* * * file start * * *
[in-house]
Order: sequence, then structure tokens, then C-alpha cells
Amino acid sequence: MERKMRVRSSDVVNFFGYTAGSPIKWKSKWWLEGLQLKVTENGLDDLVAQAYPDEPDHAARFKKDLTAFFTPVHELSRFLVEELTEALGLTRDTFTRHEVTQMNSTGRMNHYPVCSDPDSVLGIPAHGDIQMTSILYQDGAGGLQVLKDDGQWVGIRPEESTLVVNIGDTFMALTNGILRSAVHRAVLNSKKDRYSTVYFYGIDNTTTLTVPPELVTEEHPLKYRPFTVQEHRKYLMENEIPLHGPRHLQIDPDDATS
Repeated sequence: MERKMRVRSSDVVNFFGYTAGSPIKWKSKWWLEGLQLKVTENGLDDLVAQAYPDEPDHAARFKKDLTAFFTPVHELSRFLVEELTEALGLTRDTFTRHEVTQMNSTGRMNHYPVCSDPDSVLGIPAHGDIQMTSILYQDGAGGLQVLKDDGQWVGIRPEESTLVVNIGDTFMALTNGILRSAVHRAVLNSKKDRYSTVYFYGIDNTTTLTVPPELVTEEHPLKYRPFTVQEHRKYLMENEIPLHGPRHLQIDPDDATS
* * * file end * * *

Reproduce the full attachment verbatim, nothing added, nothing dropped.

[in-house]
Order: sequence, then structure tokens, then C-alpha cells
Amino acid sequence: MERKMRVRSSDVVNFFGYTAGSPIKWKSKWWLEGLQLKVTENGLDDLVAQAYPDEPDHAARFKKDLTAFFTPVHELSRFLVEELTEALGLTRDTFTRHEVTQMNSTGRMNHYPVCSDPDSVLGIPAHGDIQMTSILYQDGAGGLQVLKDDGQWVGIRPEESTLVVNIGDTFMALTNGILRSAVHRAVLNSKKDRYSTVYFYGIDNTTTLTVPPELVTEEHPLKYRPFTVQEHRKYLMENEIPLHGPRHLQIDPDDATS
Repeated sequence: MERKMRVRSSDVVNFFGYTAGSPIKWKSKWWLEGLQLKVTENGLDDLVAQAYPDEPDHAARFKKDLTAFFTPVHELSRFLVEELTEALGLTRDTFTRHEVTQMNSTGRMNHYPVCSDPDSVLGIPAHGDIQMTSILYQDGAGGLQVLKDDGQWVGIRPEESTLVVNIGDTFMALTNGILRSAVHRAVLNSKKDRYSTVYFYGIDNTTTLTVPPELVTEEHPLKYRPFTVQEHRKYLMENEIPLHGPRHLQIDPDDATS